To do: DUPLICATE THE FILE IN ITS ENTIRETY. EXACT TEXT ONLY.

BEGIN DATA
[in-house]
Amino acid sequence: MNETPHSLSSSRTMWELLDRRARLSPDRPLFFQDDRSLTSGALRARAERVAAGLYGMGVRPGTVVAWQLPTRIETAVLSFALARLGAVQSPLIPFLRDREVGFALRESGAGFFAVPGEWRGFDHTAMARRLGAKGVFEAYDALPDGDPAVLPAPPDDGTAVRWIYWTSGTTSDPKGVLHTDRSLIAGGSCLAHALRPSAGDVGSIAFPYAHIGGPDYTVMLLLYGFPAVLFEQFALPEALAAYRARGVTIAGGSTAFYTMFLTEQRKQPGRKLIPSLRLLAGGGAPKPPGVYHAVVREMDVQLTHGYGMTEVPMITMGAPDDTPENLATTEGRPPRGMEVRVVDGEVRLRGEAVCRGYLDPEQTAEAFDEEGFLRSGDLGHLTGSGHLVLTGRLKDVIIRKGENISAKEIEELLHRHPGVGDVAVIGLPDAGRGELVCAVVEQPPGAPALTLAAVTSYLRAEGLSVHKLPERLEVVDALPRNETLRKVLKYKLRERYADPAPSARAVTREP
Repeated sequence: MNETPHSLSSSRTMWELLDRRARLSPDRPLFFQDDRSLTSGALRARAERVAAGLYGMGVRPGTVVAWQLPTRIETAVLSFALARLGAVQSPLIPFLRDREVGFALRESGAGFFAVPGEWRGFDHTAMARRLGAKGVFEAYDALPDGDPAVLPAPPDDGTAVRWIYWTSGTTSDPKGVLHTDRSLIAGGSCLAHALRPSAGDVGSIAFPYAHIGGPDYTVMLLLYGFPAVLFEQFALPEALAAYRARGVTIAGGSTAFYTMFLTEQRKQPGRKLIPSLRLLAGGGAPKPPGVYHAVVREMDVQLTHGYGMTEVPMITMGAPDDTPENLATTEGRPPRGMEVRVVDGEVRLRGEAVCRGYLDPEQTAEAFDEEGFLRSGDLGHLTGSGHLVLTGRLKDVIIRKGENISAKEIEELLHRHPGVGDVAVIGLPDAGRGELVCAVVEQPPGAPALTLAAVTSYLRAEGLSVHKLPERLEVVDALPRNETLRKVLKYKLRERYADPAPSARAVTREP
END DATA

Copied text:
[in-house]
Amino acid sequence: MNETPHSLSSSRTMWELLDRRARLSPDRPLFFQDDRSLTSGALRARAERVAAGLYGMGVRPGTVVAWQLPTRIETAVLSFALARLGAVQSPLIPFLRDREVGFALRESGAGFFAVPGEWRGFDHTAMARRLGAKGVFEAYDALPDGDPAVLPAPPDDGTAVRWIYWTSGTTSDPKGVLHTDRSLIAGGSCLAHALRPSAGDVGSIAFPYAHIGGPDYTVMLLLYGFPAVLFEQFALPEALAAYRARGVTIAGGSTAFYTMFLTEQRKQPGRKLIPSLRLLAGGGAPKPPGVYHAVVREMDVQLTHGYGMTEVPMITMGAPDDTPENLATTEGRPPRGMEVRVVDGEVRLRGEAVCRGYLDPEQTAEAFDEEGFLRSGDLGHLTGSGHLVLTGRLKDVIIRKGENISAKEIEELLHRHPGVGDVAVIGLPDAGRGELVCAVVEQPPGAPALTLAAVTSYLRAEGLSVHKLPERLEVVDALPRNETLRKVLKYKLRERYADPAPSARAVTREP
Repeated sequence: MNETPHSLSSSRTMWELLDRRARLSPDRPLFFQDDRSLTSGALRARAERVAAGLYGMGVRPGTVVAWQLPTRIETAVLSFALARLGAVQSPLIPFLRDREVGFALRESGAGFFAVPGEWRGFDHTAMARRLGAKGVFEAYDALPDGDPAVLPAPPDDGTAVRWIYWTSGTTSDPKGVLHTDRSLIAGGSCLAHALRPSAGDVGSIAFPYAHIGGPDYTVMLLLYGFPAVLFEQFALPEALAAYRARGVTIAGGSTAFYTMFLTEQRKQPGRKLIPSLRLLAGGGAPKPPGVYHAVVREMDVQLTHGYGMTEVPMITMGAPDDTPENLATTEGRPPRGMEVRVVDGEVRLRGEAVCRGYLDPEQTAEAFDEEGFLRSGDLGHLTGSGHLVLTGRLKDVIIRKGENISAKEIEELLHRHPGVGDVAVIGLPDAGRGELVCAVVEQPPGAPALTLAAVTSYLRAEGLSVHKLPERLEVVDALPRNETLRKVLKYKLRERYADPAPSARAVTREP